What’s also remarkable about Gloria is its frank view of sex later in life and the way it’s depicted. This is just a fact of Gloria’s life, just like a commute, going to the salon, or singing along with the car radio. She’s not ashamed of it, much like anyone her age in real life would feel, and neither is the film. There’s a funny moment that seems to acknowledge the self-consciousness that people have about their bodies as they get older and also why they shouldn’t feel so self-conscious. It’s odd that nudity on screen or sex on screen after a certain age is considered brave, as if the possibility of either ends after an actor or actress is older than 40. Yet Gloria is tasteful and playful and even sensual with it.
For all the bad things I said about the sex scenes in Blue Is the Warmest Color, the only thing I can say about the sex in Gloria is “How refreshing.” Yes, this actually looks like two people in love having sex, and it’s all important to the narrative without being excessive. It’s great to see a relationship like this explored and shared with the same kind of openness as there would be for a younger couple in a movie. Yet younger couples have a luxury of time, and there’s a persistent sense of time waning for Gloria. One memento mori is delivered in the form of a little dance, and there’s so much said internally in the way that Gloria scowls — it’s all spite and recognition, and García gives the moment the spontaneity it needs to resonate beyond the mere cleverness of the visual metaphor.
Still, it’s not as simple as a last chance at love, at least I don’t think it is. That would be too easy an explanation for what Lelio and García have worked toward. Gloria and Rodolfo may care about each other, but I think Gloria is more concerned about comfort and, again, this idea of grace. Grace is more than just settling or conforming to an idea of how you should be at a certain age. There’s far more grace in accepting certain circumstances and being able to live in light of such circumstances. While the movie lingers a little on its way to the conclusion, I never lost interest in what Lelio and Maza were trying to say about this older generation and what wonderful things García was able to do in the act of saying. Gloria is a character I could have followed a while longer through events much less remarkable.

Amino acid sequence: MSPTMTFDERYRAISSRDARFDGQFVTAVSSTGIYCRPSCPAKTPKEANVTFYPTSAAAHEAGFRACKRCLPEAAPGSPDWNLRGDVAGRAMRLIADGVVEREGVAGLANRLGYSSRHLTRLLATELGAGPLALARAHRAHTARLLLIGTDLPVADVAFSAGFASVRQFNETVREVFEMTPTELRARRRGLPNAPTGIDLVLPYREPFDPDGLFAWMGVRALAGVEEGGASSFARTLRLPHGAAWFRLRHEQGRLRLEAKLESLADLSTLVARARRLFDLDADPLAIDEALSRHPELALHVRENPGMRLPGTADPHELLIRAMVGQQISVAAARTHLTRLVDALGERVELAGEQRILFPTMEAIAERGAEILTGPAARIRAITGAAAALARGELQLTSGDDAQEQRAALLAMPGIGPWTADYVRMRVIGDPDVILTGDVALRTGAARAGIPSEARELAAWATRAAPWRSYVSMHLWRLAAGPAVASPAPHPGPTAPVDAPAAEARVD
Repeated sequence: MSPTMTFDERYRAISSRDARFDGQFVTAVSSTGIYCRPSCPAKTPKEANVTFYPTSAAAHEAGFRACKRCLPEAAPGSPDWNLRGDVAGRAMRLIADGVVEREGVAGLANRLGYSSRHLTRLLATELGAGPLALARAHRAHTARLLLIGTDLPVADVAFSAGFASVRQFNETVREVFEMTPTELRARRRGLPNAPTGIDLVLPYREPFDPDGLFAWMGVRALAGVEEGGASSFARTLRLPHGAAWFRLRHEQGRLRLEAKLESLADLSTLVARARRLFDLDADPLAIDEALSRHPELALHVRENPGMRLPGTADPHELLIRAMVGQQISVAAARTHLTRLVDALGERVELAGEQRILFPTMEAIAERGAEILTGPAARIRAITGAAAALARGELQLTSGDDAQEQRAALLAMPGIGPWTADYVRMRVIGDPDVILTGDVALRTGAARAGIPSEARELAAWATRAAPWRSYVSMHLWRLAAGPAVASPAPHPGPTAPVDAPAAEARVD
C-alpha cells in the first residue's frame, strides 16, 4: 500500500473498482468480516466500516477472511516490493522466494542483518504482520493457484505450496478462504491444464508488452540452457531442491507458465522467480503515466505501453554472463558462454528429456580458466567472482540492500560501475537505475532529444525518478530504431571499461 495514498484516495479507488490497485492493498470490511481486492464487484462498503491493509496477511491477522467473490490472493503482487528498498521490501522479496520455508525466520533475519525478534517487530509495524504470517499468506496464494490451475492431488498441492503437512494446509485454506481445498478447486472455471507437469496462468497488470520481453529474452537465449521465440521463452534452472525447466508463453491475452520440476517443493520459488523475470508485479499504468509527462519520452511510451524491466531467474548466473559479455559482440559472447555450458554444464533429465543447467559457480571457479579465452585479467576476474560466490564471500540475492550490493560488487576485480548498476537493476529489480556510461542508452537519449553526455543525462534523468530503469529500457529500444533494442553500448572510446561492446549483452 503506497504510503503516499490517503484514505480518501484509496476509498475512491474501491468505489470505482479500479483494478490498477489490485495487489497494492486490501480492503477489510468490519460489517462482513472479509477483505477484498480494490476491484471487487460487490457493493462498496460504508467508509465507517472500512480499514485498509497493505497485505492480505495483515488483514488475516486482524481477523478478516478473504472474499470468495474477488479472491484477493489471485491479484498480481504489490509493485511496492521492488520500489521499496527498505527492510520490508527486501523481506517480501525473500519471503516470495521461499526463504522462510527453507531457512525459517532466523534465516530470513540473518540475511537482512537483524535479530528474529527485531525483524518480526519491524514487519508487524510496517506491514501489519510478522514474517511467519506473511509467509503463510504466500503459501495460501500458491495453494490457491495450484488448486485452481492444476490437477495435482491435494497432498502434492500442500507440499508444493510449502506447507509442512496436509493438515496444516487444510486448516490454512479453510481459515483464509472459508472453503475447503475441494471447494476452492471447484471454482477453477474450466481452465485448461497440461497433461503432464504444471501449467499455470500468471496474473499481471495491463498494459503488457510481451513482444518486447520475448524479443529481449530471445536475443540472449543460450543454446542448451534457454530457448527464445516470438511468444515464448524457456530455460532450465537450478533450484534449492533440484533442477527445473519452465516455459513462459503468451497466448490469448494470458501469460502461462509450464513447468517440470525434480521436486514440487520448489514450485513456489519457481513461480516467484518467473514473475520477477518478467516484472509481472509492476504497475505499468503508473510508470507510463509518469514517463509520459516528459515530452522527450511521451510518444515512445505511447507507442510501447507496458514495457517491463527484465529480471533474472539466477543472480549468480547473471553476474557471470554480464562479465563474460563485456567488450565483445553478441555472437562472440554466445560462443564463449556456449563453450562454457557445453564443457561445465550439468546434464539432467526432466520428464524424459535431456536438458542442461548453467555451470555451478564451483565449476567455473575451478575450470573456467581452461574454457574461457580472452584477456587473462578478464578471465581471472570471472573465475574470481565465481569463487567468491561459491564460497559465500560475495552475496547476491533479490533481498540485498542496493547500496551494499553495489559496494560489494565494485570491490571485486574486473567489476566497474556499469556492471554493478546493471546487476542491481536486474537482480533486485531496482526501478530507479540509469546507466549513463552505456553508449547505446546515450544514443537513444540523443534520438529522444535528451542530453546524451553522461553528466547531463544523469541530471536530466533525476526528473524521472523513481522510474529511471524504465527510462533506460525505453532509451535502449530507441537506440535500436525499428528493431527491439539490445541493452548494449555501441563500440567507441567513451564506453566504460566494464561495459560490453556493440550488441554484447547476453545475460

Gloria has a lot more resonance in Chile since there’s an entire historical and political dimension about the Gloria character that isn’t readily apparent to most foreign audiences. Gloria’s generation lived through Augusto Pinochet’s dictatorship, eventually ended in a referendum vote in 1988 as depicted in Pablo Larraín’s excellent No. (Larraín served as a producer on this film.) Gloria has struck a nerve in Chile, where it did great business at their domestic box office; it’s also the country’s official selection for the Best Foreign Film Oscar. Women of all ages went to see the film, men went to it willingly because it’s not just some chick flick, and people of all ages have flocked to it and embraced it for its honesty.
Apparently people in Chile now refer to women of Gloria’s generation as “Glorias.” Some people have even started identifying with her directly, stating “I’m Gloria.” Even without the national identification or the historical knowledge, this portrait of later life seems so universal that I think most of us can say we’re Glorias as well.